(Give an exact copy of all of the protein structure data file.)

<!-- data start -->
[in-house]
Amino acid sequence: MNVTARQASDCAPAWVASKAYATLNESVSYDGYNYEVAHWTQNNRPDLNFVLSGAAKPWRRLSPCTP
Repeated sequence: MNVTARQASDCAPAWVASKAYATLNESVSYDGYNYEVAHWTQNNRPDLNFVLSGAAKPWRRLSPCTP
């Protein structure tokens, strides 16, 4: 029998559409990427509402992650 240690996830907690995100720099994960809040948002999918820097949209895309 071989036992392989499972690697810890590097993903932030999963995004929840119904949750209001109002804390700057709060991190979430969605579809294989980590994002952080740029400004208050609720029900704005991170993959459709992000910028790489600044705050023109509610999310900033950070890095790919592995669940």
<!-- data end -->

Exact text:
[in-house]
Amino acid sequence: MNVTARQASDCAPAWVASKAYATLNESVSYDGYNYEVAHWTQNNRPDLNFVLSGAAKPWRRLSPCTP
Repeated sequence: MNVTARQASDCAPAWVASKAYATLNESVSYDGYNYEVAHWTQNNRPDLNFVLSGAAKPWRRLSPCTP
């Protein structure tokens, strides 16, 4: 029998559409990427509402992650 240690996830907690995100720099994960809040948002999918820097949209895309 071989036992392989499972690697810890590097993903932030999963995004929840119904949750209001109002804390700057709060991190979430969605579809294989980590994002952080740029400004208050609720029900704005991170993959459709992000910028790489600044705050023109509610999310900033950070890095790919592995669940």